BState = activated;
    /* B can be reused, immediately */

Failure: Timeout A soft fork proposal should include a timeout. This is measured as the beginning of a calendar year as per this table (suggested three years from drafting the soft fork proposal):

Timeout Year >= Seconds Timeout Year >= Seconds
2018 1514764800 2026 1767225600
2019 1546300800 2027 1798761600
2020 1577836800 2028 1830297600
2021 1609459200 2029 1861920000
2022 1640995200 2030 1893456000
2023 1672531200 2031 1924992000
2024 1704067200 2032 1956528000
2025 1735689600 2033 1988150400

If the soft fork still not locked-in and the GetMedianTimePast() of a block following a retarget period is at or past this timeout, miners should cease setting this bit.

 if (NextBlockHeight % 2016 == 0) {
    if (BState == defined && GetMedianTimePast(nextblock) >= BFinalYear) {
         BState = failed;

After another retarget period (to allow detection of buggy miners), the bit may be reused.

Warning system To support upgrade warnings, an extra "unknown upgrade" is tracked, using the "implicit bit" mask = (block.nVersion & ~expectedVersion) != 0. Mask will be non-zero whenever an unexpected bit is set in nVersion. Whenever lock-in for the unknown upgrade is detected, the software should warn loudly about the upcoming soft fork. It should warn even more loudly after the next retarget period.

Forks It should be noted that the states are maintained along block chain branches, but may need recomputation when a reorganization happens.

Support for future changes

The mechanism described above is very generic, and variations are possible for future soft forks. Here are some ideas that can be taken into account.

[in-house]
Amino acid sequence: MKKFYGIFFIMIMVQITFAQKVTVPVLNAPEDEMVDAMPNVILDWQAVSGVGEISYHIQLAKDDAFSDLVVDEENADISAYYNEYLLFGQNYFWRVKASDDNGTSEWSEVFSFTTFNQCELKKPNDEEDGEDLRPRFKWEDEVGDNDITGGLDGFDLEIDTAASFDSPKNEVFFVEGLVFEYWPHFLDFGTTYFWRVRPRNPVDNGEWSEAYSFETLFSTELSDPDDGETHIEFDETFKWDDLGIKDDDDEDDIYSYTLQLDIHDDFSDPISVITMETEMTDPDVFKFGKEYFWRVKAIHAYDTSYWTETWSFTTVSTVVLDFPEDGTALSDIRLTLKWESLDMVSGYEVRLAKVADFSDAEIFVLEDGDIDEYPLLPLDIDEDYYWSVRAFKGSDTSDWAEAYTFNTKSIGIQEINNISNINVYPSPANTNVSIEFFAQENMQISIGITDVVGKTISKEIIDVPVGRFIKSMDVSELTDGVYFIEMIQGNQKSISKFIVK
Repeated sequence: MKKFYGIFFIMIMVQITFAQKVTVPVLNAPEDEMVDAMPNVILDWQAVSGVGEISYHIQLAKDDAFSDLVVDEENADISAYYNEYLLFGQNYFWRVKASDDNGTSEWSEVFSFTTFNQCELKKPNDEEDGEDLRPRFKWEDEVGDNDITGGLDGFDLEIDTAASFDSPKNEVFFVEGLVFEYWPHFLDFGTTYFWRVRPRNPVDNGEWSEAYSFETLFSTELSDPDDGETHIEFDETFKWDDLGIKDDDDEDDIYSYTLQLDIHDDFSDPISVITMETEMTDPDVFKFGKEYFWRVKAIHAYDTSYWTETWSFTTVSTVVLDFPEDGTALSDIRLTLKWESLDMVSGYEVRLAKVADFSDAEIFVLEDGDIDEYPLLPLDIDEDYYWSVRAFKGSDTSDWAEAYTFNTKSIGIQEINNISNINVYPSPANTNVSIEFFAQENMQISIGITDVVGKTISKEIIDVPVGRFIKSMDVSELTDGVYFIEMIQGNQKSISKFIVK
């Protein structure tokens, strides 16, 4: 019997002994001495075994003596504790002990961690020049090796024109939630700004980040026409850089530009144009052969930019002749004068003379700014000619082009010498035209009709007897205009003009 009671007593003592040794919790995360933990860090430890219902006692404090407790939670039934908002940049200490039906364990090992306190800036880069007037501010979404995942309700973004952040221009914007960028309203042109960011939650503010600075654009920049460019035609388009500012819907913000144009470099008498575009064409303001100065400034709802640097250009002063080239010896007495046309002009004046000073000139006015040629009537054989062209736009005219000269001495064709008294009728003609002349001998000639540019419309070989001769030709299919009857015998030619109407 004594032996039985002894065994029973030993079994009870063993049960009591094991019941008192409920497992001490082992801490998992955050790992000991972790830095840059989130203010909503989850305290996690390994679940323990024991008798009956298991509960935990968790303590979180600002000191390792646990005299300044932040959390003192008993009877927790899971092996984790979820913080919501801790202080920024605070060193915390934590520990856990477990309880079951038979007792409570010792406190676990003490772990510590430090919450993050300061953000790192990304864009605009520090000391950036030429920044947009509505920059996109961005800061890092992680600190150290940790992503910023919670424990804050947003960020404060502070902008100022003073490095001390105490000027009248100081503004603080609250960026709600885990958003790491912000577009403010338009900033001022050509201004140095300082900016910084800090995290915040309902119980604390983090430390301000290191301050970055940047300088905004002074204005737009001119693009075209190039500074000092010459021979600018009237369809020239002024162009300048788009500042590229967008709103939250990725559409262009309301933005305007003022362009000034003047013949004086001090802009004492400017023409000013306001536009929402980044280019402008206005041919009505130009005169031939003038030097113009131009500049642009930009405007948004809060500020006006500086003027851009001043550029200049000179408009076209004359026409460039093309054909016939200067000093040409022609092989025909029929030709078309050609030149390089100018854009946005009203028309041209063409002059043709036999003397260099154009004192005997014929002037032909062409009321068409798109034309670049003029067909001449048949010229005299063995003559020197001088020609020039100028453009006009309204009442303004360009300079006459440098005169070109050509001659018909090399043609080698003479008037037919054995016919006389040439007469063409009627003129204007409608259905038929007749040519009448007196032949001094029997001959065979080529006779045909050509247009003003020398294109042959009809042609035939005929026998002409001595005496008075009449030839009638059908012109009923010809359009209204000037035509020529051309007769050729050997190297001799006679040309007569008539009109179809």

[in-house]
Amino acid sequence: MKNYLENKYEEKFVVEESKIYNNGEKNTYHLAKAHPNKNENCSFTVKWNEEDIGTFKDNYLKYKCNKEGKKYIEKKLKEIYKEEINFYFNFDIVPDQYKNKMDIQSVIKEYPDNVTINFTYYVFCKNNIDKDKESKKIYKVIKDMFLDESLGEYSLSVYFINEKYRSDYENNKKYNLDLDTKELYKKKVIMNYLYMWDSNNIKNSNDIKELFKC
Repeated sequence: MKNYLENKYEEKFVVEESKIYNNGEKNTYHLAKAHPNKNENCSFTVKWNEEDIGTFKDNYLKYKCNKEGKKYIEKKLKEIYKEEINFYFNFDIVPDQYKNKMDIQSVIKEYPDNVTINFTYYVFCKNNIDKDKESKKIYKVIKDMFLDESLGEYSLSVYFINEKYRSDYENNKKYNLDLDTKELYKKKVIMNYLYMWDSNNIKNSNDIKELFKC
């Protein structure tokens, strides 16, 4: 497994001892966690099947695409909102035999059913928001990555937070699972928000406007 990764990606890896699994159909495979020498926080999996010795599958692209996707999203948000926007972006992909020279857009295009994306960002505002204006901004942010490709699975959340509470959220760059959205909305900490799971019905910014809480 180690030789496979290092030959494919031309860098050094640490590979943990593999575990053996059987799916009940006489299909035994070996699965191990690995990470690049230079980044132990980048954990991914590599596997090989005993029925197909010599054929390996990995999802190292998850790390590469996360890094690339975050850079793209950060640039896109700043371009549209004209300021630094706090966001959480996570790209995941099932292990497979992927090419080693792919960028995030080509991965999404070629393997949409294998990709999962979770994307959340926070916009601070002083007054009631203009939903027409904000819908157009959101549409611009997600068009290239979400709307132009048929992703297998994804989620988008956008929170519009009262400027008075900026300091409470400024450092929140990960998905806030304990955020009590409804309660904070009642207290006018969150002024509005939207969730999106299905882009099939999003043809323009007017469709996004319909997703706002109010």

Modified thresholds The 95% threshold (based on in BIP 34) does not have to be maintained for eternity, but changes should take the effect on the warning system into account. In particular, having a lock-in threshold that is incompatible with the one used for the warning system may have long-term effects, as the warning system cannot rely on a permanently detectable condition anymore.

Conflicting soft forks At some point, two mutually exclusive soft forks may be proposed. The naive way to deal with this is to never create software that implements both, but that is a making a bet that at least one side is guaranteed to lose. Better would be to encode "soft fork X cannot be locked-in" as consensus rule for the conflicting soft fork - allowing software that supports both, but can never trigger conflicting changes.

Multi-stage soft forks Soft forks right now are typically treated as booleans: they go from an inactive to an active state in blocks. Perhaps at some point there is demand for a change that has a larger number of stages, with additional validation rules that get enabled one by one. The above mechanism can be adapted to support this, by interpreting a combination of bits as an integer, rather than as isolated bits. The warning system is compatible with this, as (nVersion & ~nExpectedVersion) will always be non-zero for increasing integers.


The failure timeout allows eventual reuse of bits even if a soft fork was never activated, so it's clear that the new use of the bit refers to a new BIP. It's deliberately very course grained, to take into account reasonable development and deployment delays. There are unlikely to be enough failed proposals to cause a bit shortage.

The fallow period at the conclusion of a soft fork attempt allows some detection of buggy clients, and allows time for warnings and software upgrades for successful soft forks.